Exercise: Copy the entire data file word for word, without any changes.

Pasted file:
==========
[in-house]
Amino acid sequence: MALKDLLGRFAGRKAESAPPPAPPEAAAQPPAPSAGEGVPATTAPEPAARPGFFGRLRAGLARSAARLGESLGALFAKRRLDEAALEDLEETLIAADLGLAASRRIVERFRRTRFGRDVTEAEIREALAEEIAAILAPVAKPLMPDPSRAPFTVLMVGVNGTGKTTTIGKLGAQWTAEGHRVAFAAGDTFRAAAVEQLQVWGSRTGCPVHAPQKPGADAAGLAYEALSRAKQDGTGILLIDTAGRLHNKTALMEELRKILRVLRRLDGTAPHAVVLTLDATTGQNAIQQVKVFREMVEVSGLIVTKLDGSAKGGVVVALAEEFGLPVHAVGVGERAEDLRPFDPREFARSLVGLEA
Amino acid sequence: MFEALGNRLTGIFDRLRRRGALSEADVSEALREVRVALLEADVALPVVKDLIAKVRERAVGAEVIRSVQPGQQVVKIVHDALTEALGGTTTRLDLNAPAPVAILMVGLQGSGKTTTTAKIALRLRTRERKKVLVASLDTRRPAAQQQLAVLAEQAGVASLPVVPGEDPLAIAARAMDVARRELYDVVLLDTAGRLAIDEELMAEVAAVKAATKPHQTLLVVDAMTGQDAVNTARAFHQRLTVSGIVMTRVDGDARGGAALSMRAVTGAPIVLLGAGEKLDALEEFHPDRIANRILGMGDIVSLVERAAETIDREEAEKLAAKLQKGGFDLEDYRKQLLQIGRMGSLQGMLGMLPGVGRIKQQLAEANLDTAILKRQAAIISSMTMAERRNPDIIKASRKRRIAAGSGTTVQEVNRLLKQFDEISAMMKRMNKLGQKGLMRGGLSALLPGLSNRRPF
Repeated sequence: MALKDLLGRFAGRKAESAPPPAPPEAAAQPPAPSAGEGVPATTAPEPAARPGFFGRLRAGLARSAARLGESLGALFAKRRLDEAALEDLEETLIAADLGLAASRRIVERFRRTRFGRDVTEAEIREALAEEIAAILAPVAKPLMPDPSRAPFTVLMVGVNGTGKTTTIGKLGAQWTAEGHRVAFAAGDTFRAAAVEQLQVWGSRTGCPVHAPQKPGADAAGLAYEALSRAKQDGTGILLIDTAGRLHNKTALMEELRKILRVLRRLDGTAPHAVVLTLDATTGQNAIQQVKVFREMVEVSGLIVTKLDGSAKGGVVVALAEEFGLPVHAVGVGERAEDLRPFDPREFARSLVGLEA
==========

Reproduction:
[in-house]
Amino acid sequence: MALKDLLGRFAGRKAESAPPPAPPEAAAQPPAPSAGEGVPATTAPEPAARPGFFGRLRAGLARSAARLGESLGALFAKRRLDEAALEDLEETLIAADLGLAASRRIVERFRRTRFGRDVTEAEIREALAEEIAAILAPVAKPLMPDPSRAPFTVLMVGVNGTGKTTTIGKLGAQWTAEGHRVAFAAGDTFRAAAVEQLQVWGSRTGCPVHAPQKPGADAAGLAYEALSRAKQDGTGILLIDTAGRLHNKTALMEELRKILRVLRRLDGTAPHAVVLTLDATTGQNAIQQVKVFREMVEVSGLIVTKLDGSAKGGVVVALAEEFGLPVHAVGVGERAEDLRPFDPREFARSLVGLEA
Amino acid sequence: MFEALGNRLTGIFDRLRRRGALSEADVSEALREVRVALLEADVALPVVKDLIAKVRERAVGAEVIRSVQPGQQVVKIVHDALTEALGGTTTRLDLNAPAPVAILMVGLQGSGKTTTTAKIALRLRTRERKKVLVASLDTRRPAAQQQLAVLAEQAGVASLPVVPGEDPLAIAARAMDVARRELYDVVLLDTAGRLAIDEELMAEVAAVKAATKPHQTLLVVDAMTGQDAVNTARAFHQRLTVSGIVMTRVDGDARGGAALSMRAVTGAPIVLLGAGEKLDALEEFHPDRIANRILGMGDIVSLVERAAETIDREEAEKLAAKLQKGGFDLEDYRKQLLQIGRMGSLQGMLGMLPGVGRIKQQLAEANLDTAILKRQAAIISSMTMAERRNPDIIKASRKRRIAAGSGTTVQEVNRLLKQFDEISAMMKRMNKLGQKGLMRGGLSALLPGLSNRRPF
Repeated sequence: MALKDLLGRFAGRKAESAPPPAPPEAAAQPPAPSAGEGVPATTAPEPAARPGFFGRLRAGLARSAARLGESLGALFAKRRLDEAALEDLEETLIAADLGLAASRRIVERFRRTRFGRDVTEAEIREALAEEIAAILAPVAKPLMPDPSRAPFTVLMVGVNGTGKTTTIGKLGAQWTAEGHRVAFAAGDTFRAAAVEQLQVWGSRTGCPVHAPQKPGADAAGLAYEALSRAKQDGTGILLIDTAGRLHNKTALMEELRKILRVLRRLDGTAPHAVVLTLDATTGQNAIQQVKVFREMVEVSGLIVTKLDGSAKGGVVVALAEEFGLPVHAVGVGERAEDLRPFDPREFARSLVGLEA